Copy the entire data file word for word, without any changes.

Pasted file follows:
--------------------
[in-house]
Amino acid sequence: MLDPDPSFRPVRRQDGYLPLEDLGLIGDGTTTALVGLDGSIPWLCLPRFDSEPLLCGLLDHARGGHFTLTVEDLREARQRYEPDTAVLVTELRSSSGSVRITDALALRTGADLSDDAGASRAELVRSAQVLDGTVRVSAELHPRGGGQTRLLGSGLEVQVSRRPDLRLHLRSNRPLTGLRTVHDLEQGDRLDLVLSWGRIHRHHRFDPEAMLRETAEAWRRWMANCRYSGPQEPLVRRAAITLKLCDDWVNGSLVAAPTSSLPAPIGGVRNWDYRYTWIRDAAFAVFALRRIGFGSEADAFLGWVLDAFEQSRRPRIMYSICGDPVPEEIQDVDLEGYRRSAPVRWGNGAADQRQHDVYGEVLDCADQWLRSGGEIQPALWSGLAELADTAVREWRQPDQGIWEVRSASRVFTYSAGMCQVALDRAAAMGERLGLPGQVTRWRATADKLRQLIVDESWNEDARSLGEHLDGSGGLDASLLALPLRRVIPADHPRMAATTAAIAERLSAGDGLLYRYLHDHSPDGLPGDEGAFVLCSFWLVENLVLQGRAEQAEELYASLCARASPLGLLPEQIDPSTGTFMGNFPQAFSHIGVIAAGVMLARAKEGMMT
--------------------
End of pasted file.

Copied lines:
[in-house]
Amino acid sequence: MLDPDPSFRPVRRQDGYLPLEDLGLIGDGTTTALVGLDGSIPWLCLPRFDSEPLLCGLLDHARGGHFTLTVEDLREARQRYEPDTAVLVTELRSSSGSVRITDALALRTGADLSDDAGASRAELVRSAQVLDGTVRVSAELHPRGGGQTRLLGSGLEVQVSRRPDLRLHLRSNRPLTGLRTVHDLEQGDRLDLVLSWGRIHRHHRFDPEAMLRETAEAWRRWMANCRYSGPQEPLVRRAAITLKLCDDWVNGSLVAAPTSSLPAPIGGVRNWDYRYTWIRDAAFAVFALRRIGFGSEADAFLGWVLDAFEQSRRPRIMYSICGDPVPEEIQDVDLEGYRRSAPVRWGNGAADQRQHDVYGEVLDCADQWLRSGGEIQPALWSGLAELADTAVREWRQPDQGIWEVRSASRVFTYSAGMCQVALDRAAAMGERLGLPGQVTRWRATADKLRQLIVDESWNEDARSLGEHLDGSGGLDASLLALPLRRVIPADHPRMAATTAAIAERLSAGDGLLYRYLHDHSPDGLPGDEGAFVLCSFWLVENLVLQGRAEQAEELYASLCARASPLGLLPEQIDPSTGTFMGNFPQAFSHIGVIAAGVMLARAKEGMMT